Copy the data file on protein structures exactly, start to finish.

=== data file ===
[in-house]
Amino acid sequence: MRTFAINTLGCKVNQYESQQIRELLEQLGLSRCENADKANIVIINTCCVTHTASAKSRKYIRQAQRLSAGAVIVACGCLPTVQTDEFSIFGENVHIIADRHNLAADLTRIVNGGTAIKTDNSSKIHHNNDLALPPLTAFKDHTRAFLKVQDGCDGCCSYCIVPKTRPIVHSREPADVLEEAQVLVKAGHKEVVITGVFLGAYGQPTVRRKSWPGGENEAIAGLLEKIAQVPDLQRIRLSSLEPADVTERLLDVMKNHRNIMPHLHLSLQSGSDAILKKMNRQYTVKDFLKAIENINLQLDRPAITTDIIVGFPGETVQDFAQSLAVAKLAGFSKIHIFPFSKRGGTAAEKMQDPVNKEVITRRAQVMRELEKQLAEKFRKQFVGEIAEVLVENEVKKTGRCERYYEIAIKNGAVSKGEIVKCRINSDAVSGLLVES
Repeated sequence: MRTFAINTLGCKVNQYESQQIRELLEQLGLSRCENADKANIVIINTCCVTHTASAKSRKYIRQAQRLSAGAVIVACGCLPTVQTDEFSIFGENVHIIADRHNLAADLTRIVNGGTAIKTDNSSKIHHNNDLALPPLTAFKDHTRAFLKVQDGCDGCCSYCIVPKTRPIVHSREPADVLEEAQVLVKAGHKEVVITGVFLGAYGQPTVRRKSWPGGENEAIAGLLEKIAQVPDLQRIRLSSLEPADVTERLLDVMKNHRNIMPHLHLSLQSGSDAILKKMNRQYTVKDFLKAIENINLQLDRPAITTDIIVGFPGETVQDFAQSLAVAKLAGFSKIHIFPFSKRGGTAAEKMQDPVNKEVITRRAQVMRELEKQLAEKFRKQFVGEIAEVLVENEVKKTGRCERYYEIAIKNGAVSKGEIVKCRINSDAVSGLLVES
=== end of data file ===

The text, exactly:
[in-house]
Amino acid sequence: MRTFAINTLGCKVNQYESQQIRELLEQLGLSRCENADKANIVIINTCCVTHTASAKSRKYIRQAQRLSAGAVIVACGCLPTVQTDEFSIFGENVHIIADRHNLAADLTRIVNGGTAIKTDNSSKIHHNNDLALPPLTAFKDHTRAFLKVQDGCDGCCSYCIVPKTRPIVHSREPADVLEEAQVLVKAGHKEVVITGVFLGAYGQPTVRRKSWPGGENEAIAGLLEKIAQVPDLQRIRLSSLEPADVTERLLDVMKNHRNIMPHLHLSLQSGSDAILKKMNRQYTVKDFLKAIENINLQLDRPAITTDIIVGFPGETVQDFAQSLAVAKLAGFSKIHIFPFSKRGGTAAEKMQDPVNKEVITRRAQVMRELEKQLAEKFRKQFVGEIAEVLVENEVKKTGRCERYYEIAIKNGAVSKGEIVKCRINSDAVSGLLVES
Repeated sequence: MRTFAINTLGCKVNQYESQQIRELLEQLGLSRCENADKANIVIINTCCVTHTASAKSRKYIRQAQRLSAGAVIVACGCLPTVQTDEFSIFGENVHIIADRHNLAADLTRIVNGGTAIKTDNSSKIHHNNDLALPPLTAFKDHTRAFLKVQDGCDGCCSYCIVPKTRPIVHSREPADVLEEAQVLVKAGHKEVVITGVFLGAYGQPTVRRKSWPGGENEAIAGLLEKIAQVPDLQRIRLSSLEPADVTERLLDVMKNHRNIMPHLHLSLQSGSDAILKKMNRQYTVKDFLKAIENINLQLDRPAITTDIIVGFPGETVQDFAQSLAVAKLAGFSKIHIFPFSKRGGTAAEKMQDPVNKEVITRRAQVMRELEKQLAEKFRKQFVGEIAEVLVENEVKKTGRCERYYEIAIKNGAVSKGEIVKCRINSDAVSGLLVES